Feel like the feather duster just isn’t cutting it anymore? You’re not alone. For the allergic among us, dust and dust mites can be more than just an unsightly nuisance, triggering allergic reactions like runny noses, rashes, wheezing, coughing, itchy eyes, and other unpleasant symptoms. Now for the good news: dust and dust mites can be managed with some relatively simple changes to your home-cleaning routine. Here are 7 effective measures you can take to help control the dust in your home.

1. Damp cloths for the win
Instead of dry-dusting (which can send dust airborne only to resettle on surfaces later), use wet or oiled cloths, sponges, and/or mops to clean hard surfaces and floors. Wash soiled cloths, mop-heads, and sponges in hot water before reusing.

2. Nix the knick-knacks
Those little treasures you love to collect (macramé wall hangings, decorative vases, vintage troll dolls) are collecting something of their own … dust!  Wiping down these little objets d’art is not always possible, so think about doing a purge of those items you’re not totally attached to. Less clutter means less dust.

3. Vacuum. Vacuum. Vacuum.
And then vacuum again! You may start to feel like Sisyphus with his boulder, but this regimen is essential to mitigating your dust woes. Dust and then vacuum at least once a week to get rid of accumulated allergens in your carpet, upholstered furniture, and fabric window coverings. Use microfiltered or HEPA-filtered vacuum bags, which do a superior job trapping dust and dust mite particles. If you’re susceptible to dust and dust mite allergies yourself, wear a dust mask while you work or, if possible, leave the house while someone else does the cleaning.

4. Did someone say dust mites?
For the uninitiated, dust mites are microscopic bugs that live in ordinary house dust (yuck.) People are allergic to dust mite droppings, not the mites themselves (yuckier). These little critters are found around the globe and are present year-round, thriving in our bedding, furniture, carpet, and dust motes everywhere.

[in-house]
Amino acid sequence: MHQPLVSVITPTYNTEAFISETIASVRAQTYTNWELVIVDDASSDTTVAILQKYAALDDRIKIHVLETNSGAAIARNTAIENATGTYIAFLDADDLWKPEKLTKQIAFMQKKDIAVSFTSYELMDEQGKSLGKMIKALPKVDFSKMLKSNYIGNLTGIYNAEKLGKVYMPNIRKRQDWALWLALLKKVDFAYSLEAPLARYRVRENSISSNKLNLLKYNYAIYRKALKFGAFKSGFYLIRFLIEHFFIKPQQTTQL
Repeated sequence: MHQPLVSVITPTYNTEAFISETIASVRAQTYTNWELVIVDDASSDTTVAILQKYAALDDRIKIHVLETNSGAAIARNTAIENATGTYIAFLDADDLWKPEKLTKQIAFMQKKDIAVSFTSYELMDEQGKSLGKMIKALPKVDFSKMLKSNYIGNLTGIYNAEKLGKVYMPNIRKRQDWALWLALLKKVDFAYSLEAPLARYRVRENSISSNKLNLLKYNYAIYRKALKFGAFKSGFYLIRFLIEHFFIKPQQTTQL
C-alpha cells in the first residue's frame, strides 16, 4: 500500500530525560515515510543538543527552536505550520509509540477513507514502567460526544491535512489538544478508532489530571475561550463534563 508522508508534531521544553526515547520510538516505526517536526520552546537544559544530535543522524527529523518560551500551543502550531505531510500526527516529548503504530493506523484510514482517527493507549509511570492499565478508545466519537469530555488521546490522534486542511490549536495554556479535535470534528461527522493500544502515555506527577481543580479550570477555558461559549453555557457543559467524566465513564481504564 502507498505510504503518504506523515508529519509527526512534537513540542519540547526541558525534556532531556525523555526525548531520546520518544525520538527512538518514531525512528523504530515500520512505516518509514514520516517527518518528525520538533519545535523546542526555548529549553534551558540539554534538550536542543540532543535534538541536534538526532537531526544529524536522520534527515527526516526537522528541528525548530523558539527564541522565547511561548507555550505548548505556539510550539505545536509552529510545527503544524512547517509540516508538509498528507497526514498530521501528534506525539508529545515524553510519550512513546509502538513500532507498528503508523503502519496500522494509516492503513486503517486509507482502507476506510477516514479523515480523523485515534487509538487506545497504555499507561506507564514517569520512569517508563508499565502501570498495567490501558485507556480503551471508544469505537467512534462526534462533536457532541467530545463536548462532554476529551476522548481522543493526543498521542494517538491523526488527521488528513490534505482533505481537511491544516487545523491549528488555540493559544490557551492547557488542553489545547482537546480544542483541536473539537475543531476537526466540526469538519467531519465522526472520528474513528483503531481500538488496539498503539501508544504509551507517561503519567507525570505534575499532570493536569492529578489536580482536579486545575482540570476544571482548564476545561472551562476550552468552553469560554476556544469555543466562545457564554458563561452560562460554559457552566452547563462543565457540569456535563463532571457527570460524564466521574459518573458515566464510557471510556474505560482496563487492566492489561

Check out:  Check Your Tread with the Scott Brothers

To manage dust mites:

  • Keep it dry
    Dust mites thrive in humid places (where relative humidity is greater than 50 percent). It’s not always possible in some climates and locations, but having a well-ventilated house can help keep dust mites under control. Fix leaks if you have them, consider running a dehumidifier, and keep fish tanks and plants (which can add humidity to a room) out of sleeping spaces.

  • Wash bedding often
    Washing your bed sheets, pillowcases, comforters, and mattress covers frequently (at least once per week) in hot water will help limit exposure by killing mites and removing allergens. Try not to use blankets, shams, pillows, or other adornments that are especially hard to clean (ahem, wool) or that attract dust.
  • Store the stuffies
    If you’re dealing with an allergic kid, be mindful of those fluffy, stuffed friends that make their way into bedrooms and beds. Stuffed animals may be cute, but they’re notorious dust collectors. Consider storing them in a covered place to minimize dust collection or wash them as regularly as you would bedding. And, if your little ones can handle it, keep the stuffies out of their beds altogether.

You and your family spend a lot of time in your home, so taking the time to make your environment healthier is worth it. And if you’re on a roll, check out how to make the outside match the inside. Plus, the Scott Brothers show you how to get rid of scratches with just walnut!

Looking for other ways to protect your home? Get a free homeowners insurance quote today.

DIY hacks | Home and garden

about Rebecca

Rebecca is a freelance copywriter and editor living in the SF Bay Area with her husband and two kids. She enjoys productively channeling her anxiety into safety-minded articles for home and garden, running with her robot trainer, and advocating on behalf of the Oxford comma.